Krishnamoorthy Iyer, J.
1. S. A. 88 of 1965 arises out of O. S. m of 1958 on the file of the Subordinate Judge's Court, Ernakulam and the plaintiff therein is the appellant.
2. S. A. 87 of 1965 arise out of 0. S. 55 of 1958 on the file of the Subordinate Judge's Court. Ernakulam and the appellant is the plaintiff therein.
3. The plaintiff in both the suits is the same. Yogia Vadhyar had three sons Narayana Vadhyar, Narasinga Vadhyar and Krishna Vadhyar. Krishna Vadhyar died in 1067 leaving behind his widow Sathyabhama and daughter Padmavathi alias Puthi. Sathyabhama died in 1107. Thereafter Padmavathi died leaving behind two sons the plaintiff and his elder brother Vasudeva Vadhyar, The properties in the two suits were allotted to the share of Krishna Vadhyar in the family partition. O. S. 131 of 1958 is to set aside Ext D1 sale deed dated 31-1-1090 executed by Sathyabhama and Padmavathi the latter also acting as the guardian of her minorsons in respect of the property in, that suit in favour of Madhava Vadhyar, O. S. 55 of 1958 is to set aside Ext. P1 sale deed dated 31-10-1081 executed by Sathyabhama and Madhava Vadhyar regarding the property in that suit. The averments in both the plaints are that Padmavathi left her native place in 1092 to an unknown destination and since then she was not heard of and information was received that she died at Calcutta on 27-2-1951.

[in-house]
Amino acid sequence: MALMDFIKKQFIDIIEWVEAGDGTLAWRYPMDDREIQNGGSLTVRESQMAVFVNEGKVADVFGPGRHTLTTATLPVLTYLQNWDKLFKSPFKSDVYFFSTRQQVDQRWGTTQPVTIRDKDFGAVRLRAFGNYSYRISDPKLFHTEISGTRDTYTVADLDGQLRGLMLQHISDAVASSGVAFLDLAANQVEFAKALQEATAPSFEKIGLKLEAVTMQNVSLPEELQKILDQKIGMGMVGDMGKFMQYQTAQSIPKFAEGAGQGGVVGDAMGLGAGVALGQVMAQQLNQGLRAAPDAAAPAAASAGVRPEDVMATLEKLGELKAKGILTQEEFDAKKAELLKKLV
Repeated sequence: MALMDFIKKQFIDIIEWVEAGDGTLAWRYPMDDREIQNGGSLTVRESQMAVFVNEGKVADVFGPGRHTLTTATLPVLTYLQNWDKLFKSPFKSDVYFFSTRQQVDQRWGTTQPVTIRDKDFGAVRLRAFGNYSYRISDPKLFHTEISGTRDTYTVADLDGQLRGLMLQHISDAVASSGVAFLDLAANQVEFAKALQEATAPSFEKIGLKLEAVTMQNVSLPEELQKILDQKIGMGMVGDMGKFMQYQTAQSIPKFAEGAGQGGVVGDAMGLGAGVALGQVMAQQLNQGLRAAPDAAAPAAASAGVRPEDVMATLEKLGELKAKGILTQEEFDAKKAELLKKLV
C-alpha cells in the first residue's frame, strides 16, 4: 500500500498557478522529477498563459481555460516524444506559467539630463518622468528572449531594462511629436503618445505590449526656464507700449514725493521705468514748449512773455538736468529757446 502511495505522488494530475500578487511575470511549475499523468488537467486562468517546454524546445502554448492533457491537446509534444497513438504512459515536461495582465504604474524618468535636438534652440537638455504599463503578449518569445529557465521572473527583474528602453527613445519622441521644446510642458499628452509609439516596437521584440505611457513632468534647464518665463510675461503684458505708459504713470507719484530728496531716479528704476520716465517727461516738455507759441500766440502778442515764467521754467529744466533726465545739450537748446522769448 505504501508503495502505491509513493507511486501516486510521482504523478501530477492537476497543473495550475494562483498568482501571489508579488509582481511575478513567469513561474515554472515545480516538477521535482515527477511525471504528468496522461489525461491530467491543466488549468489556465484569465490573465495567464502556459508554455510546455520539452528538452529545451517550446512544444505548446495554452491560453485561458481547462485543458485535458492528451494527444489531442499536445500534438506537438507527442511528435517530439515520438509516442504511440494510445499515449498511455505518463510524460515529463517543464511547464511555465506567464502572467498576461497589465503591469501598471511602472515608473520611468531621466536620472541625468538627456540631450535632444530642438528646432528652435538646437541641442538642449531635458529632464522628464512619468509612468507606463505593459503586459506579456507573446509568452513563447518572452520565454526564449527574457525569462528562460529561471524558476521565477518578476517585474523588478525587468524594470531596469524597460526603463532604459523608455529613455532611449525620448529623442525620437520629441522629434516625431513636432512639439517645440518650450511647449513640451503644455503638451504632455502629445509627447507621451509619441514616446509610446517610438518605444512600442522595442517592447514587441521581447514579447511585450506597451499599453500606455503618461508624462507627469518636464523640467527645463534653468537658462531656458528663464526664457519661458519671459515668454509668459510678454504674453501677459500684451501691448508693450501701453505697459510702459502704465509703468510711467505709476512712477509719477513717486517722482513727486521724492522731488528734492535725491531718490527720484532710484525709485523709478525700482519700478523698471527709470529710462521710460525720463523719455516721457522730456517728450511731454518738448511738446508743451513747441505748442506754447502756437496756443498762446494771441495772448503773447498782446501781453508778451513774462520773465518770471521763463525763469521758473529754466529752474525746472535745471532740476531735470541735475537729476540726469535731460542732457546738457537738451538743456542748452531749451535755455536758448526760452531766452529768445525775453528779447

4. It was contended for the defendants that the suits are barred by limitation and adverse possession, and that Padmavathi died more than 12 years prior to the suits
5. The suits were dismissed on the ground that they are barred by limitation because the plaintiff has not proved that the suits were filed within 12 years of the death of Padmavathi. The courts below concurrently found that the averment of the plaintiff that Padmavathi died on 27-2-1951 is not correct.